The Icelandic President has been forced to clarify his position on pineapple on pizza, after the small nation erupted over the possibility he would outlaw the controversial topping. In an appearance at a school last week, President Guoni Th. Johannesson (before you email us to say we’ve removed the proper Icelandic letters — we know, our email program mangles them) told students he was “fundamentally opposed” to pineapple on pizza and would ban it by law if he could. Of course, a social media storm ensued, because putting pineapple on pizza is a culinary atrocity (this is not the official Crikey line; Ms Tips was overruled). Johannesson has backtracked now, writing a Facebook post in both English and Icelandic, saying that while he doesn’t like the tropical fruit on a pizza, he doesn’t think it should be banned:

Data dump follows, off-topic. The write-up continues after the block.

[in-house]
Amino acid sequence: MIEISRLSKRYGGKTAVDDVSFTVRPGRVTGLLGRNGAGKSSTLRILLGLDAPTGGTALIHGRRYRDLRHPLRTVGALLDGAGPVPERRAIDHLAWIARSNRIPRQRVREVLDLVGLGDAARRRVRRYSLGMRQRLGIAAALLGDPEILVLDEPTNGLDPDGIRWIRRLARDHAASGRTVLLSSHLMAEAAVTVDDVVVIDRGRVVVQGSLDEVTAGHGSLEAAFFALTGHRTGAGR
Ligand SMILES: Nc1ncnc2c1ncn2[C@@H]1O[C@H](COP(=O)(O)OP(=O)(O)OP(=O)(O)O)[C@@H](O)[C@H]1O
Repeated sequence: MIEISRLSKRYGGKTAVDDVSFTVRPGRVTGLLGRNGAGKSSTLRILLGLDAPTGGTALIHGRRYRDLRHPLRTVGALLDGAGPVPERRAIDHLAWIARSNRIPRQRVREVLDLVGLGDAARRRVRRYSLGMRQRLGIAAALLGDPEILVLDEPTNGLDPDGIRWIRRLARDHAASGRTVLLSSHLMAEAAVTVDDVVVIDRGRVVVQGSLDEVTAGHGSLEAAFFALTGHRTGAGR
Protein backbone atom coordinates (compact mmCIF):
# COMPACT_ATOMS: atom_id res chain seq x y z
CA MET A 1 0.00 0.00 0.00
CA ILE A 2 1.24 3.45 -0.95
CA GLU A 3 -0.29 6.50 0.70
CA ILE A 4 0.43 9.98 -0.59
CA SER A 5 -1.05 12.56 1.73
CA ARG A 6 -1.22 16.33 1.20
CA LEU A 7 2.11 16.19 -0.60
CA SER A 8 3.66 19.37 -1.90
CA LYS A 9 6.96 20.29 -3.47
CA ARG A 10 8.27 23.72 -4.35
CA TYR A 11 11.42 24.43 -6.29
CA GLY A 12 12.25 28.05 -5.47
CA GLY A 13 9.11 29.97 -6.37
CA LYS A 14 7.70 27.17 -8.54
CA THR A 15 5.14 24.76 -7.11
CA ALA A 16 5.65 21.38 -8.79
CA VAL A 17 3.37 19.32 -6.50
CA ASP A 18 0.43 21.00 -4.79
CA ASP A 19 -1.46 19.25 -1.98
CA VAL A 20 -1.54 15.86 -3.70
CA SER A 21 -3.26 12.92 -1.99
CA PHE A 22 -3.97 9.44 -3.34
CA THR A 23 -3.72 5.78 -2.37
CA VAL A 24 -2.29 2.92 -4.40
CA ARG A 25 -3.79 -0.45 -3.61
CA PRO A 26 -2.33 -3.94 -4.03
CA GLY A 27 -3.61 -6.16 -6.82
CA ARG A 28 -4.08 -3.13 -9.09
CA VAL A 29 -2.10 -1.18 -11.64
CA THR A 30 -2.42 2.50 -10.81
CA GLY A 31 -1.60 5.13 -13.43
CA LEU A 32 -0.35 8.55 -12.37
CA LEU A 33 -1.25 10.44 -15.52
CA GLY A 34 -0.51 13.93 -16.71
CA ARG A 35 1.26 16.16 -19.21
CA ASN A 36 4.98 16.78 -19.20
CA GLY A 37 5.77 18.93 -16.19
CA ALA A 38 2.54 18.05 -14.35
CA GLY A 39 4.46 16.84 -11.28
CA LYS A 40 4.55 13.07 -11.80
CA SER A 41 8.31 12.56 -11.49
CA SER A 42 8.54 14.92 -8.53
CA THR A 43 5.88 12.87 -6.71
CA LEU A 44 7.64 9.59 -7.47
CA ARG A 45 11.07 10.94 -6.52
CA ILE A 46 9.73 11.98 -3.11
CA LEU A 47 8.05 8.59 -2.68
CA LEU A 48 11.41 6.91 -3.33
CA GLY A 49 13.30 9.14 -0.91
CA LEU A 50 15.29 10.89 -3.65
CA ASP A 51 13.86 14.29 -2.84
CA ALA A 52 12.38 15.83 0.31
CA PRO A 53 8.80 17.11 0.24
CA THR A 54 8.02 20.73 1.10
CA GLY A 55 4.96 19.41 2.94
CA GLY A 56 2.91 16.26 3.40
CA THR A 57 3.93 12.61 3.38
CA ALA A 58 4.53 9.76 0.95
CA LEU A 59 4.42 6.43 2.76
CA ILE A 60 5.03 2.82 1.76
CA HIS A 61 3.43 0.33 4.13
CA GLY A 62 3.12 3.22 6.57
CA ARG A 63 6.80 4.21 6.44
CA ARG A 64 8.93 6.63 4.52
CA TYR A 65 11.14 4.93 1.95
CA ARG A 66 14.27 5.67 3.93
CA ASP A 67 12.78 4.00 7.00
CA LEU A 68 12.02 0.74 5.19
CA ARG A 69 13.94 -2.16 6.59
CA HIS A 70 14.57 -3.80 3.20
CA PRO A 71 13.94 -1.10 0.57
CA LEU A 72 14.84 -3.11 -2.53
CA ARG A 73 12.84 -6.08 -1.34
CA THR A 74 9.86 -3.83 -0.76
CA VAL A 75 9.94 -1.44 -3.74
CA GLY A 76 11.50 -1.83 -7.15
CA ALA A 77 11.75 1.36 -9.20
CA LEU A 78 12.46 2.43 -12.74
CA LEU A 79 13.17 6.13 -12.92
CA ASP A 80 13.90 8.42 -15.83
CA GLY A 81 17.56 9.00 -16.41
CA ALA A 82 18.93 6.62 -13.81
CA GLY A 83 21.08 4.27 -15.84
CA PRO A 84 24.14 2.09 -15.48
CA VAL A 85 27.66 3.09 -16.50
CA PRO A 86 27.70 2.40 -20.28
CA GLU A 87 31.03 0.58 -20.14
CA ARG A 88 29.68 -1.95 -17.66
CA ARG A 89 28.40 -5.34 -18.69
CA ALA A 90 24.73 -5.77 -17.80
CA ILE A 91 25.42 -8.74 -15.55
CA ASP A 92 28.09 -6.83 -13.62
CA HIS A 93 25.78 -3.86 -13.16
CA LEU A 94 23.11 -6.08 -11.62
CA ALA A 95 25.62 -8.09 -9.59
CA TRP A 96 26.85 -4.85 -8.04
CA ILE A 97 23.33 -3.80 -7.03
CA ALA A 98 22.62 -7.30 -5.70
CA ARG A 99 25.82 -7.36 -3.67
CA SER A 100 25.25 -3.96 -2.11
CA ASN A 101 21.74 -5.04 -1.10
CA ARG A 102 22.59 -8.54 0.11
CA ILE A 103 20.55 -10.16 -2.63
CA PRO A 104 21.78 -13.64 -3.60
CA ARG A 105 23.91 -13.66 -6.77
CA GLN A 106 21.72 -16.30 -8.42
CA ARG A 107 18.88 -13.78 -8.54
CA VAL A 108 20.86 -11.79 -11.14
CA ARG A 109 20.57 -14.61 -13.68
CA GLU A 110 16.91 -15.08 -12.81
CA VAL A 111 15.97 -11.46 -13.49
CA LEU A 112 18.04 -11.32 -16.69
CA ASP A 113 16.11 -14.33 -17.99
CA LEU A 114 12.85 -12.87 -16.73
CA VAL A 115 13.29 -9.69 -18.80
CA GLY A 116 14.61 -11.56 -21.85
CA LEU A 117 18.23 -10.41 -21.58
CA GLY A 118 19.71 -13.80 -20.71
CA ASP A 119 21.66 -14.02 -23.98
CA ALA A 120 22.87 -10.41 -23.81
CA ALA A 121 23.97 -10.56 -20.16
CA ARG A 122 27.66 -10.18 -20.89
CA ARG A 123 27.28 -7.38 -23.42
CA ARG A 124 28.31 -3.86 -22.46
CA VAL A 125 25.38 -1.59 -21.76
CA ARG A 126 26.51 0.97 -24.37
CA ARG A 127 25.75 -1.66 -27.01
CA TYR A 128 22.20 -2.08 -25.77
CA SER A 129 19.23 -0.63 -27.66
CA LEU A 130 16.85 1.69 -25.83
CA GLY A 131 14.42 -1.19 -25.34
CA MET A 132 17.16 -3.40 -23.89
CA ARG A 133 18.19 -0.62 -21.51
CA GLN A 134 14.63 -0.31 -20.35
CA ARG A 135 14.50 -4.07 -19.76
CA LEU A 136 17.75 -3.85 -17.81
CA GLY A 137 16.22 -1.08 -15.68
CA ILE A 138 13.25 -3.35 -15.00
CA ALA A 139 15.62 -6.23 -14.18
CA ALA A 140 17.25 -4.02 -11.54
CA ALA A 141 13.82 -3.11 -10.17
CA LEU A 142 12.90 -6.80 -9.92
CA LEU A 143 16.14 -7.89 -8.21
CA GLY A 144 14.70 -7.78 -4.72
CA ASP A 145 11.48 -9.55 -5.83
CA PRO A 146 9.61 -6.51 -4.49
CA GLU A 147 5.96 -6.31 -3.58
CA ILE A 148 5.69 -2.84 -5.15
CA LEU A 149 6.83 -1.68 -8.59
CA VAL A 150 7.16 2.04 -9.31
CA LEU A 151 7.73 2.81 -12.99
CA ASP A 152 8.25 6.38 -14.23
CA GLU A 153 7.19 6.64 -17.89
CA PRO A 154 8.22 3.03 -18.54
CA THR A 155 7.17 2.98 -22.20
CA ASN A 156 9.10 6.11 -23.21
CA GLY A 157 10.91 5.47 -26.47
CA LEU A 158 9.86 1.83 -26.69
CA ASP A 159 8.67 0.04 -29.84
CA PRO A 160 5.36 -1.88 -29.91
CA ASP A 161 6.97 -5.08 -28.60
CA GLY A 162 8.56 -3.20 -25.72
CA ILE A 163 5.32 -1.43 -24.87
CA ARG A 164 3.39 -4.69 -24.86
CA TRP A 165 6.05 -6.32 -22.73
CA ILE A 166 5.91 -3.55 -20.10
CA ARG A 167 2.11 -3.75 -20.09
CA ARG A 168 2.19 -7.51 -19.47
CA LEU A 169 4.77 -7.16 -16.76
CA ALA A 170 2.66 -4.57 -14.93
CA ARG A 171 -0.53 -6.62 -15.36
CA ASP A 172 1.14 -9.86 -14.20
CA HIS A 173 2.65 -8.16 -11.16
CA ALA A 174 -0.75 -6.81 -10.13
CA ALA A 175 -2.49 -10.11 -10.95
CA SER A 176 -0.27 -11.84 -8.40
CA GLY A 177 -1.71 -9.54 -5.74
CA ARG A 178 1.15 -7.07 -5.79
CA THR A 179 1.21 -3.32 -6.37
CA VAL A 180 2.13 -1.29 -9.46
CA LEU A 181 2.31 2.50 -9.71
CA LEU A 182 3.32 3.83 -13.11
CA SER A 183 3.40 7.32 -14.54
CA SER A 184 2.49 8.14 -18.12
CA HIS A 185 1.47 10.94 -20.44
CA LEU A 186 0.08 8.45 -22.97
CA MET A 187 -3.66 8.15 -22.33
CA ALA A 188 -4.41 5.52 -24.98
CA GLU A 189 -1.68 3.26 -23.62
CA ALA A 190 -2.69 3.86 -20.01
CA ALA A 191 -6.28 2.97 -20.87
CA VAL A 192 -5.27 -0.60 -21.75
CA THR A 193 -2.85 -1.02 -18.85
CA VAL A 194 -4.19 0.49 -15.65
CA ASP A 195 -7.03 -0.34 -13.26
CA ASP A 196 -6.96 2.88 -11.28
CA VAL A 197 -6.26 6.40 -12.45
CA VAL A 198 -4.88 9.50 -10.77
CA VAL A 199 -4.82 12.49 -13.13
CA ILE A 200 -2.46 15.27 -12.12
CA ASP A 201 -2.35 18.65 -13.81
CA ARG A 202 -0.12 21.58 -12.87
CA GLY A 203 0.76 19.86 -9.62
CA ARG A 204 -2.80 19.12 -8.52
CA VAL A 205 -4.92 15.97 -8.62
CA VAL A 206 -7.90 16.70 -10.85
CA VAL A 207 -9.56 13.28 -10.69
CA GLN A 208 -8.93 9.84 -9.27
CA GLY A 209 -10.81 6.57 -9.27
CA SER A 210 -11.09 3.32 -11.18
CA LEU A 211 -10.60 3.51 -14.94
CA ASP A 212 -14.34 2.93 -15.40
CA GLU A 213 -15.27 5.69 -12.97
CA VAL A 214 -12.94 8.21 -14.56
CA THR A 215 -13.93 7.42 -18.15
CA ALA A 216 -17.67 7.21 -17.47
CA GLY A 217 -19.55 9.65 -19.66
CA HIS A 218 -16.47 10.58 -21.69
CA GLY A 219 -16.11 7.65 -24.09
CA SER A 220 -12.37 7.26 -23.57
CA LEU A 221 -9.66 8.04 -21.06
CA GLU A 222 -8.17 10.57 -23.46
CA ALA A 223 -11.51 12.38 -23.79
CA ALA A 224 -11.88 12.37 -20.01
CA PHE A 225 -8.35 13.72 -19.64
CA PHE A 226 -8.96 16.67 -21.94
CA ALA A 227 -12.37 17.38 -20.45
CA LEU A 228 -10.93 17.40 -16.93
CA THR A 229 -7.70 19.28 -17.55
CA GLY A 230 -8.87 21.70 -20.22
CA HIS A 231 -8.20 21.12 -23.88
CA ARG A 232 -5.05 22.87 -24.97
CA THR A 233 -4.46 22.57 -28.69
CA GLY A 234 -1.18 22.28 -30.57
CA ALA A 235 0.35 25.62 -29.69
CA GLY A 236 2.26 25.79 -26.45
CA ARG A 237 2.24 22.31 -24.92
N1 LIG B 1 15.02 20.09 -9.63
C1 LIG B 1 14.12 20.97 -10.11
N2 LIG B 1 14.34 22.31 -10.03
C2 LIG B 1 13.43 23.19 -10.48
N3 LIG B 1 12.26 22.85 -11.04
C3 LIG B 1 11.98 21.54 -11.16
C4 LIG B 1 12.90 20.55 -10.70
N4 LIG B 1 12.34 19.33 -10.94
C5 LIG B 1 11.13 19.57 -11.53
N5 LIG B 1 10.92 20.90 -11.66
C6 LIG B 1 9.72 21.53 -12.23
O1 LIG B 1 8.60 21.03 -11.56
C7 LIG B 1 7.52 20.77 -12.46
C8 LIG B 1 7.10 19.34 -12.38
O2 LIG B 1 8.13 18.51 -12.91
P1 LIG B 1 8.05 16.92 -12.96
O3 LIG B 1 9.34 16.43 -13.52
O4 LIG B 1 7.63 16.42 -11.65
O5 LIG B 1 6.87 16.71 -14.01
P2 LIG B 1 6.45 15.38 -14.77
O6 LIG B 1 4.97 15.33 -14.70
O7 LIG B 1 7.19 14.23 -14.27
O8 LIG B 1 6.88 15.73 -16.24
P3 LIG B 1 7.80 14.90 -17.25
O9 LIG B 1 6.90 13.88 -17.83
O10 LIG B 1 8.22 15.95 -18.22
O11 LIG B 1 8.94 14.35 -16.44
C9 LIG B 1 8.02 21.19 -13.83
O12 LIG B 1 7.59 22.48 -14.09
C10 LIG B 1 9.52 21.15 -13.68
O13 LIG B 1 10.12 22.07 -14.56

“I like pineapples, just not on pizza. I do not have the power to make laws which forbid people to put pineapples on their pizza. I am glad that I do not hold such power. Presidents should not have unlimited power. I would not want to hold this position if I could pass laws forbidding that which I don´t like. I would not want to live in such a country. For pizzas, I recommend seafood.”

Will Australian MPs be brave enough to wade into the pineapple on pizza debate? We look forward to Malcolm Turnbull’s view on the issue.

Peter Fray

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